The right to participate in society has been emphasized frequently in Catholic Social Teaching. Pope John XXIII in 1961 wrote: "Basic justice demands the establishment of minimum levels of participation in the life of the human community for all persons." In 1986, one of six principal themes articulated in the U.S. bishops' pastoral letter on the economy was: "All people have a right to participate in the economic life of the society." (15)


For the purposes of CCHD funding, the participation of poor people in the shaping and ongoing direction of organizations is a central criterion. While "advisory" groups may also strengthen an organization, poor and low income people must have and maintain a strong voice in the organization's leadership both in terms of its governance structure and policy decisions, especially through their direct participation in the board of directors.


7) The common good is "the sum of those conditions of social life which allow social groups, and their individual members, relatively thorough and ready access to their own fulfillment."4

8) Solidarity
-- Rooted in the dignity of the human person and their participation in society, CCHD's funding programs promote solidarity. Pope John Paul II has stressed the need for solidarity as a part of "the growing awareness of interdependence among individuals and nations." Solidarity is "a moral and social attitude" that requires "a firm and persevering determination to commit oneself to the common good; that is to say to the good of all and of each individual, because we are all really responsible for all." (Sollicitudo Rei Socialis, 38.5-6, 1988)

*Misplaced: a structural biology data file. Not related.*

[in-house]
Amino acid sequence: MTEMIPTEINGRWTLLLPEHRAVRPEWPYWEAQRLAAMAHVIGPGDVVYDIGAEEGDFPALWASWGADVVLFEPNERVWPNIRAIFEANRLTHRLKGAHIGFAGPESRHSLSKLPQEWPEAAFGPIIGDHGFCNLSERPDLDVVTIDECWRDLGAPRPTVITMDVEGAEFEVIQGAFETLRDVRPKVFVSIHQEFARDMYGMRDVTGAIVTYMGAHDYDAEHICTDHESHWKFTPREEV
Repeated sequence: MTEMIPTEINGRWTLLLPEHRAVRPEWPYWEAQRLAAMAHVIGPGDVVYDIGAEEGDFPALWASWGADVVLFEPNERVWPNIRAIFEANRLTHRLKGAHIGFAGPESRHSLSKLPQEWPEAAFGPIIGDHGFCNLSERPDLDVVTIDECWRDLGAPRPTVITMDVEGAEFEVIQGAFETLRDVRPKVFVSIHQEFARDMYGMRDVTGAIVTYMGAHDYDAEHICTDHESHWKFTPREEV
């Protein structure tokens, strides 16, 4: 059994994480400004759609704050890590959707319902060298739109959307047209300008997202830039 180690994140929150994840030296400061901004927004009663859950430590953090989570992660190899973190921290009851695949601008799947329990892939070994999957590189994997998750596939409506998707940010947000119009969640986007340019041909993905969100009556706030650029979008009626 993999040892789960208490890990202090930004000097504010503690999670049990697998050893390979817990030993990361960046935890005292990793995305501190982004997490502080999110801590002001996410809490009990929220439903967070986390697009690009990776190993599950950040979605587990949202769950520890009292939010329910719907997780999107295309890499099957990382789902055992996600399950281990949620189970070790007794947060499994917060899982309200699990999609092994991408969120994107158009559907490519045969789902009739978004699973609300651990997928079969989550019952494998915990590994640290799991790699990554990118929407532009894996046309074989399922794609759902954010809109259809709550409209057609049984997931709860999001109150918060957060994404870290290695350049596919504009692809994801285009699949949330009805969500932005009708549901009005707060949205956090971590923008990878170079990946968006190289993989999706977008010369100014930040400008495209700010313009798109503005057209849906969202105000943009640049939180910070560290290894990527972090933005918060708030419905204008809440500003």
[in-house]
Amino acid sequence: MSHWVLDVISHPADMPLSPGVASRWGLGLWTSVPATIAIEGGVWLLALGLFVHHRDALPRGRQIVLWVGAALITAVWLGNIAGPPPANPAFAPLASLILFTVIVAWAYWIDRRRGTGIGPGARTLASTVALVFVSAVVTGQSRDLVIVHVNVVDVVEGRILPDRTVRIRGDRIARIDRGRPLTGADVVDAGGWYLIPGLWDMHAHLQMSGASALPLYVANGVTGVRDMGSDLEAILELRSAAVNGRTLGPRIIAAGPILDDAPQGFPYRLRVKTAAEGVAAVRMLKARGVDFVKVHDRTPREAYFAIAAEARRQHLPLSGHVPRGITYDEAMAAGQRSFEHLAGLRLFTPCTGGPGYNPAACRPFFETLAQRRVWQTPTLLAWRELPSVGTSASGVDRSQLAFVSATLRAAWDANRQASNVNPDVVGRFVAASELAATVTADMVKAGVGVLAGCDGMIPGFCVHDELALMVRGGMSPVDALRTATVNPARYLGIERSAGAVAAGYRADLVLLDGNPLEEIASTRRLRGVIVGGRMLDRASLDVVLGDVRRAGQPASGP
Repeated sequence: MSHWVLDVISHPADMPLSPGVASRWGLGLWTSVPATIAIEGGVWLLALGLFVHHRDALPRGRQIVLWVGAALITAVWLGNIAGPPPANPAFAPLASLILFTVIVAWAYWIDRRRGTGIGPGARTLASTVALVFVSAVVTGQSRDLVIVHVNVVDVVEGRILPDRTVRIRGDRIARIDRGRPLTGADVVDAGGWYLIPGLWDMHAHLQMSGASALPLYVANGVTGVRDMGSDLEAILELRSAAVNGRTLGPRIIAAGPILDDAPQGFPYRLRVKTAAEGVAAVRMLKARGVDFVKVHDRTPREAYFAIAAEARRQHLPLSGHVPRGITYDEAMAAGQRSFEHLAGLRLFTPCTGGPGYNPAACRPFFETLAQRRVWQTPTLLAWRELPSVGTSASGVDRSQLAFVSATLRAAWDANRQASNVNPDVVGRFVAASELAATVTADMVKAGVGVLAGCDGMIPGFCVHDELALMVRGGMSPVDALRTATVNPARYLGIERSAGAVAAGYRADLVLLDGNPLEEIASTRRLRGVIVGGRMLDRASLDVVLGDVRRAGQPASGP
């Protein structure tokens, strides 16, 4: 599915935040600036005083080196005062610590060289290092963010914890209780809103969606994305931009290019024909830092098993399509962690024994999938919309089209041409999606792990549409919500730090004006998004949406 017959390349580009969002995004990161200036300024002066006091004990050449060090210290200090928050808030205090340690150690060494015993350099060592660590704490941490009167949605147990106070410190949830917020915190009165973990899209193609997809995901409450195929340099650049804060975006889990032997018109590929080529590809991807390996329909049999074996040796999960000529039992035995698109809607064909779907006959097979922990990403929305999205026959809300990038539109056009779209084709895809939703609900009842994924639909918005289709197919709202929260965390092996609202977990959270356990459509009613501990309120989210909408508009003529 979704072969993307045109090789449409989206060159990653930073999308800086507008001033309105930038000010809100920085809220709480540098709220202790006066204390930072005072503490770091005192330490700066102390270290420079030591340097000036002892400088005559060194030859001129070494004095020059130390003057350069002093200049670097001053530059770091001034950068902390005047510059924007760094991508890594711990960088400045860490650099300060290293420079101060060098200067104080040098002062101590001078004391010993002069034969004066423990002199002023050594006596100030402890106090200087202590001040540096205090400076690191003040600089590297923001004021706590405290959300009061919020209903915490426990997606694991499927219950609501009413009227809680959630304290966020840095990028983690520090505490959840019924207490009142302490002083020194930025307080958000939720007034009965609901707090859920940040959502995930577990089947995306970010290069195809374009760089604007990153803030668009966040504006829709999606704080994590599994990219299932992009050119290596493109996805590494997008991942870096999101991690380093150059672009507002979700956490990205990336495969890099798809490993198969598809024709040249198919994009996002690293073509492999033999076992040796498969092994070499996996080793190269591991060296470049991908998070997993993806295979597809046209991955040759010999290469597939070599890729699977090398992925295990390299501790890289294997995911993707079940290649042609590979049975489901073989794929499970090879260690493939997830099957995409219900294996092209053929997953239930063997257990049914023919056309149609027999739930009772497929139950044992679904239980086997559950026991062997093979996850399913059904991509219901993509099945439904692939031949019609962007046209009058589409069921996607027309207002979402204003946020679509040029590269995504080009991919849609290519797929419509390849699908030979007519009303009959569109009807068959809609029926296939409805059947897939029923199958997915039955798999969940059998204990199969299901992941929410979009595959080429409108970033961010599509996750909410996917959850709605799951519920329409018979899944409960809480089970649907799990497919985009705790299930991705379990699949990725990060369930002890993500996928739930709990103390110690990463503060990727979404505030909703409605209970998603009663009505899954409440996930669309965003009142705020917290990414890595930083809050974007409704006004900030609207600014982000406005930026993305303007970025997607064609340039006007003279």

The Catechism of the Catholic Church relates the need for solidarity as we collectively face challenges to the common good: "[Solidarity] also presupposes the effort for a more just social order where tensions are better able to be reduced and conflicts more readily settled by negotiation. Socio-economic problems can be resolved only with the help of all the forms of solidarity: solidarity of the poor among themselves, between rich and poor, or workers among themselves, between employers and employees in a business, solidarity among nations and peoples."(1940-1)

9) Peace is not simply the absence of conflict; it must include efforts which build and promote "a civilization of love". "The goal of peace, so desired by everyone will certainly be achieved ... through the practice of virtues which favor togetherness, and which teach us to live in unity, so as to build in unity, by giving and receiving a new society and a better world."5


CCHD will not consider organizations which promote or support violence, racism, sexism, or other prejudices, in any form. We realize that conflict is inevitable and often an element of social change. However, conflict must take place in an atmosphere of non-violence and respect for human persons.

Signatures of authorized organization officials on the Grant Agreement indicate adherence to these principles in the administration of any CCHD-funded organization.

[1] Resolution on Crusade Against Poverty, adopted by National Conference of Catholic Bishops. Nov. 14, 1969. NOTE: The Crusade Against Poverty was later renamed the Catholic Campaign for Human Development.